U-Haul and the government of Dayton, Ohio have outright bans.
At this date, no one has argued successfully that the American Disabilities Act applies to this issue.
Question #3: Are there jurisdictions that have made lookism part of their discrimination laws?
Response: Most workshop participants believed that lookism was not part of any discrimination laws.
In actuality, lookism may be the #1 most prevalent type of discrimination. Lots of studies have verified this - some even discussing lookism and babies. Others outline even in grade schools how so-called beautiful children receive higher grades.
Some are quick to declare the old quote that beauty is in the eyes of the beholder. The results somewhat debunks that myth. Beauty is cultural. Here in the US, beauty usually involves a face being symmetrical. A male’s beauty height is usually from 5’9” to 6’4”. Some research has connected salary raises in relationship to each inch over six feet.
“More symmetrical faces are perceived as more attractive in both males and females, although facial symmetry plays a larger role in judgments of attractiveness concerning female faces. Also, studies have shown that nearly symmetrical faces are considered highly attractive as compared to asymmetrical ones.”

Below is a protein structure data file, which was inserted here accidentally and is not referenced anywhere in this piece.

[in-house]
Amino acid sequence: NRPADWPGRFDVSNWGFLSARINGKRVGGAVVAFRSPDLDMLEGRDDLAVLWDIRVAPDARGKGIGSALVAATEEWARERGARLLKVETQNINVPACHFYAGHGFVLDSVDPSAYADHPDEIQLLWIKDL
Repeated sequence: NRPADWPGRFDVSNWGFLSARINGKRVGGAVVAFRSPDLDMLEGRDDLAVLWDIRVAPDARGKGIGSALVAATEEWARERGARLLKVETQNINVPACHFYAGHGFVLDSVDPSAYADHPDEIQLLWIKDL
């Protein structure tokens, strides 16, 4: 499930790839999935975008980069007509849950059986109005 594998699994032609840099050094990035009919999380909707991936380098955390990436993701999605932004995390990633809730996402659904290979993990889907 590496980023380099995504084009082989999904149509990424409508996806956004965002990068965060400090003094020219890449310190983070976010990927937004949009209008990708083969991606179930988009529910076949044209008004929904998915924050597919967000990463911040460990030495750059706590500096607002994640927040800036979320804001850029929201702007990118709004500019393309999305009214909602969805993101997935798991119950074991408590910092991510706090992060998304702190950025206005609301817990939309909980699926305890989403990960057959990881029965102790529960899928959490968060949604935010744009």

“Taller people also have higher average earnings. For both men and women, the relationship is striking: a one-inch increase in height is associated on average with a 1.4 percent to 2.9 percent increase in weekly earnings, and a 1.0 percent to 2.3 percent increase in average hourly earnings.”
Appearance discrimination is embedded in the federal Equal Opportunities Act. Physical features discrimination is when someone discriminates against you by treating you unfairly or bullying you, because of a physical feature that you have.
Under the Equal Opportunity Act, physical features means:
· facial features
Appearance discrimination is surely a changing landscape. Some cities have specific laws banning discrimination based on “physical appearances.” These cities include San Francisco, Washington, DC, Binghamton, NY, Santa Cruz, CA, Madison, WI, and Urbana, IL. This is interesting to note since it is estimated that more than 30% of all college graduates have tattoos and that 1/3 (160 million) Americans are overweight or obese.
Employment law is dynamic. Federal, state, and local governments are constantly changing their laws and often are not updating their old laws. One of the best ways to keep up to date is using the website of SHRM. (Society of Human Resources Management).